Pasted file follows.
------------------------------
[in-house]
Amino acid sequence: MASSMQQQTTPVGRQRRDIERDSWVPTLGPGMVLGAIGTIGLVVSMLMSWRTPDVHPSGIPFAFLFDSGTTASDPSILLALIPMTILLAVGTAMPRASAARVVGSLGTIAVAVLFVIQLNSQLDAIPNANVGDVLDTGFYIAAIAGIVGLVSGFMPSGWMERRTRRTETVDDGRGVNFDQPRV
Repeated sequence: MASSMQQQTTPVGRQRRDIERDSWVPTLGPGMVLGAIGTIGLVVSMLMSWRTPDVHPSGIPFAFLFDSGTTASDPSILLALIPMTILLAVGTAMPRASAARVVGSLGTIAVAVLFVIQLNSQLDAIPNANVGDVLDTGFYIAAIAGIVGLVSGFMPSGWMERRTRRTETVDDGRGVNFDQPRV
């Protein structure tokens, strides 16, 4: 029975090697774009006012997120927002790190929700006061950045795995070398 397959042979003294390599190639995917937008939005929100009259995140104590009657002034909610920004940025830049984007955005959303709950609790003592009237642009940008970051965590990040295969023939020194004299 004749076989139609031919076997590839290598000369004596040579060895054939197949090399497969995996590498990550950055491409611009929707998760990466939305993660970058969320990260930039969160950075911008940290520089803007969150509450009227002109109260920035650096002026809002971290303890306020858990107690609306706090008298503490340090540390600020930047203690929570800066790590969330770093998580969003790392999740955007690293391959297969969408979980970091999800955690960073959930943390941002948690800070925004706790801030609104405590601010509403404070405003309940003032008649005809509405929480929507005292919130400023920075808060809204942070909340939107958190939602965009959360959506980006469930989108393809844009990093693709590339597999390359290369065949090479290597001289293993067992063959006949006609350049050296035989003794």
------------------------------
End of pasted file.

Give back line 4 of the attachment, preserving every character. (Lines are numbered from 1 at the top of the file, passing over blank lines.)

């Protein structure tokens, strides 16, 4: 029975090697774009006012997120927002790190929700006061950045795995070398 397959042979003294390599190639995917937008939005929100009259995140104590009657002034909610920004940025830049984007955005959303709950609790003592009237642009940008970051965590990040295969023939020194004299 004749076989139609031919076997590839290598000369004596040579060895054939197949090399497969995996590498990550950055491409611009929707998760990466939305993660970058969320990260930039969160950075911008940290520089803007969150509450009227002109109260920035650096002026809002971290303890306020858990107690609306706090008298503490340090540390600020930047203690929570800066790590969330770093998580969003790392999740955007690293391959297969969408979980970091999800955690960073959930943390941002948690800070925004706790801030609104405590601010509403404070405003309940003032008649005809509405929480929507005292919130400023920075808060809204942070909340939107958190939602965009959360959506980006469930989108393809844009990093693709590339597999390359290369065949090479290597001289293993067992063959006949006609350049050296035989003794």